16. Wow.... when people expressed their intelligent pro-tibet opinions in this forum, it reflects the individuality and the freedom of speech, and when I speak out my mind, I am prototyped as brain-washed by the state-controlled media as if I do not have my own individual thinking like you intelligent do. You assume anybody with a different opinion must be living in China what you presume I am. I am sorry, your prejudice and presumption works against the reality. FYI, I live in country in Asia with full access of info from both West and non-West countries (i.e. the other 2/3 of the populations in the world), and probably make judgement based on a fuller set of information than the one you had and the one you though was so free, unbiased and complete. I lived in a western coutnry for 10+ years and have seen how western media not to the point of frabricate, but report selectively, that do the same, if not more, damage to ordinary readers's perception. Sure, live in your world of democracies mandated by mankind to liberate the world. Just ask the rest of the 2/3 of the people in the world in South America, Africa, Middle East and Asia what they think of the American, British and French and all the great advanced democrasies, and what they have done to the world in the name of liberating the world in the past 20-30 years, not to mention the earlier even darker period not very long ago in the history of mankind.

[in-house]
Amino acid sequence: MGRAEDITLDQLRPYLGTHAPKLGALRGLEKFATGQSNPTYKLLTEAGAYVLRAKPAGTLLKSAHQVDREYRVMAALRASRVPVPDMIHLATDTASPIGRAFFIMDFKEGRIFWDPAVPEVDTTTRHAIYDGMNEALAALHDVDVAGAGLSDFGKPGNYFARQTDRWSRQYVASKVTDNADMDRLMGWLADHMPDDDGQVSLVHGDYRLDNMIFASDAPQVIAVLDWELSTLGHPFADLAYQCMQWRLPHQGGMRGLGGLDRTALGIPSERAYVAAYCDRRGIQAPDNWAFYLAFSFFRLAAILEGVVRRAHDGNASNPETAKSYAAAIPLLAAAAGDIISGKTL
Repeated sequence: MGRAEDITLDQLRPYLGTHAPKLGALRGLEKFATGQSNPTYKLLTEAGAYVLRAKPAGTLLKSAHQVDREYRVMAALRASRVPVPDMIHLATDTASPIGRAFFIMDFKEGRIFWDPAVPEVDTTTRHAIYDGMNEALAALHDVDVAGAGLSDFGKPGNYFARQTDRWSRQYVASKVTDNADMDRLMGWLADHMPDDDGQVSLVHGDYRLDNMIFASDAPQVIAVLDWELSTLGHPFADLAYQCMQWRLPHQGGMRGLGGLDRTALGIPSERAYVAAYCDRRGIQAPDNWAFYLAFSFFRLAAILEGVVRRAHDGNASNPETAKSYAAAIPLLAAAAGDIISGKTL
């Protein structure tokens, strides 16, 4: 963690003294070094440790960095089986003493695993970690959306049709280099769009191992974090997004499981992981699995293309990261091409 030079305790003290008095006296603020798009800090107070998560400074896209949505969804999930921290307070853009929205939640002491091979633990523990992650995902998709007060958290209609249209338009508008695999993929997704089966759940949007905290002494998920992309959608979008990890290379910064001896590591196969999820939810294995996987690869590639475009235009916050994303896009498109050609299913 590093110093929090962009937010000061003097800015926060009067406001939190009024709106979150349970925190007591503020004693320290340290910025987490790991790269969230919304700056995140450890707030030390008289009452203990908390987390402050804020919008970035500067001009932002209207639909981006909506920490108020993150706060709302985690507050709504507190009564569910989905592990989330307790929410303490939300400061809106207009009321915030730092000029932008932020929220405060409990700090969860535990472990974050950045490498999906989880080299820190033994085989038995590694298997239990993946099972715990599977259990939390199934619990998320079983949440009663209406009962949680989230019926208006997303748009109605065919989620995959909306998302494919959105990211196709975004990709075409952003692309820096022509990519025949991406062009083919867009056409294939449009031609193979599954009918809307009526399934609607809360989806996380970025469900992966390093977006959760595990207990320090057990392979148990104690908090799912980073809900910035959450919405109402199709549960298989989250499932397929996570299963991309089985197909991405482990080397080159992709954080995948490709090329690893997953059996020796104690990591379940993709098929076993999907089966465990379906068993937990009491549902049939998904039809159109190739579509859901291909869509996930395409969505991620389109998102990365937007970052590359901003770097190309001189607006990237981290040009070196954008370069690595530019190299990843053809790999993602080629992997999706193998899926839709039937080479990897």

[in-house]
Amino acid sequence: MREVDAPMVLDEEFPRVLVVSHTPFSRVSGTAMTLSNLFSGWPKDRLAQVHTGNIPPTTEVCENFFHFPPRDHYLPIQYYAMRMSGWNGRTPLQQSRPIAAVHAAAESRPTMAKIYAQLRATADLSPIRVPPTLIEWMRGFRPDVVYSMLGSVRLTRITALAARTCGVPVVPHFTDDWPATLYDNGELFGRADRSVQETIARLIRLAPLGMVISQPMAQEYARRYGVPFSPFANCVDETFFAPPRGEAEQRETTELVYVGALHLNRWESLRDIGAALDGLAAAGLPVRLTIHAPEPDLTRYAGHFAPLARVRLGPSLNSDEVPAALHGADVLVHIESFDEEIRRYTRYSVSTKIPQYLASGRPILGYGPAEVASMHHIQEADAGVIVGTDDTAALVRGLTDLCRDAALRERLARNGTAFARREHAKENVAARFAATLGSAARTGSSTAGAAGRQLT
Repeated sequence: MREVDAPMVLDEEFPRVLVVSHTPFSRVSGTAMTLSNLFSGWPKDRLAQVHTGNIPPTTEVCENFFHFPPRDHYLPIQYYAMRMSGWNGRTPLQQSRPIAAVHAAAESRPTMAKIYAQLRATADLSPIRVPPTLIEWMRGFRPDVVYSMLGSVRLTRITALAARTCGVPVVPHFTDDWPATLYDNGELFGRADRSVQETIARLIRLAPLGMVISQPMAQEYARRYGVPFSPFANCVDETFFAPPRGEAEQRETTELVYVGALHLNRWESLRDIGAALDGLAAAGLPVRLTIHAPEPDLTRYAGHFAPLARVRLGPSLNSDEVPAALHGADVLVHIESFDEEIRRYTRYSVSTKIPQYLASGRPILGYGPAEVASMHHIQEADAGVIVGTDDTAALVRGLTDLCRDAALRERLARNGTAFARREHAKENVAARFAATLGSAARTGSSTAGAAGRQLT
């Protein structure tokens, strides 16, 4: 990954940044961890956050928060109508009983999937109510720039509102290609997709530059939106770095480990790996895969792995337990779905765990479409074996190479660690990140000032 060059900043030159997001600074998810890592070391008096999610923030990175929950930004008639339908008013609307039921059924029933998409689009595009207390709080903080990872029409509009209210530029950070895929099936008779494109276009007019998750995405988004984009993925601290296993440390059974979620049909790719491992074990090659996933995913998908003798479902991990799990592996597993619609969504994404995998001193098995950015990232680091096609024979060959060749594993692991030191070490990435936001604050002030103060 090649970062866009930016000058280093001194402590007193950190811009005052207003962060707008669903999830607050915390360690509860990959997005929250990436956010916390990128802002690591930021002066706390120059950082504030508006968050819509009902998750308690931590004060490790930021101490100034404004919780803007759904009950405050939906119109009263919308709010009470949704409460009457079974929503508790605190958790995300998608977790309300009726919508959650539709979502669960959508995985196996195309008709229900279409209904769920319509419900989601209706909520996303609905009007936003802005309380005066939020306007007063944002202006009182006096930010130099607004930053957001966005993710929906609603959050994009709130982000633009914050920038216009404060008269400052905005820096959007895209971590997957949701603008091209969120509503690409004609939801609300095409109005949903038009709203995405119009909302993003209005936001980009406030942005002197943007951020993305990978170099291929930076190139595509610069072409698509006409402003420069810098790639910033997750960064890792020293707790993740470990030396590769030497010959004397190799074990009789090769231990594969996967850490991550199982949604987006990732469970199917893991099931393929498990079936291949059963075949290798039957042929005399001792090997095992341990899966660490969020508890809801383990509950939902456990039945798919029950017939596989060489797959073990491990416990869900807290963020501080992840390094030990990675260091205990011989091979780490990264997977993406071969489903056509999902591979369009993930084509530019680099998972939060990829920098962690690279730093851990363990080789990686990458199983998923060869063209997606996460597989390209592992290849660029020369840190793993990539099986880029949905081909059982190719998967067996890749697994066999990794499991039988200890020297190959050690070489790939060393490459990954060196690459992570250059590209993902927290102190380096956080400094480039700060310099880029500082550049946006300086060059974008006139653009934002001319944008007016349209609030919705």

17. reading some of the replies to Xu, I'd like to express a couple of points: 1. I don't think Xu deed question whether there are different points of view in the Western media. In fact, the given that Western media shoudl presumably share different points of view but when it comes to the issues of CHina they tend to share the same view is very interesting. While one should acknowledge that western media do have stands, depending of their political and geographical/ sub-geographical slants, history tells us when it comes to ideological differences, they tend to become unilateral. The cold war era as recent as in the 80's is a very succinct example. It's not about democractic vs. republican, rich and poor, caucasian vs minority, it's about West and East. What Xu wanted to point out, I think, is in this instance, the major media in most of the western countires happen to exhibit, for 1 reason or the other, an extensive and systematic selective reporting (and in some cases, it's blatant fabrication as in the case of reporting the Nepal police as Chinese police, not in 1, but media in several different countries). Sure the intelligent people like those in this forum presumably would have teh judgement and analytic ability to sip throught the info and make their own judgement. But a judgement is only as good as the quality and completeness of the information that the judgement is based. Well for all, unless you're scholar on Chinese/ Tibetan history, most of the info used in the judgemetn process come from the media, but well if the media systematically report selectively, you might call your judgement sound based onthe info you had, but if te info you have have flaws in the first place, what good is the judgement itself. This sort of unconcience influence would into effect to all people, intelligent or not. 2. Well, another form selective reporting is to glorify a person that might not deserve it. In the west, Dala Lama has been portratyed as close to saint. Thanks to a very great PR program in the last 20 years or so (sure everyone knows where the funding comes from). He always carried this lovely smile and talks about peace, love and sharing. Well how many people know back the sort of religion and society Tibet really was? Back in the 50's (when Dala was inreign and before he exiled to india, well with the support of CIA and UK intelligence of course), the Tibetan society still used a feudal and class system where the monks are at the very top, and there slaves at the bottom of the layers - SLAVES for the religon's sake. (if you're interested, pls go to www.ireport.com and search using "real tibet" and see it yourself. warning thought, some are pretty graphic). Do you know the way Tibetans practice religons? I bet not, cause you, intelligent or not, probably won't have a chance to see it in your media. It's the sort of practices that do not promote production and to some extent physical sacrifices. If placed in a modern developed society, it would have been protoptyed as an extremist religon, like some of those religons in the middle east and some southern US states that the western media prototyped. Again, I am not endorsng on the suppression of religon. All I am saying is, people in the western coutnries, intelligent or not, should not take things for granted for what they see and hear. Just as in any product markeitng, perception can be changed, consciously and sub-consciously, through good PR. I have all the due respect for those people who buy in and fall into Dala's love and peace messages. But they probably have seen 1 side of the whole thing, and there is another ugly side of policitics and ideological tuck of war that ordinary people would have never see.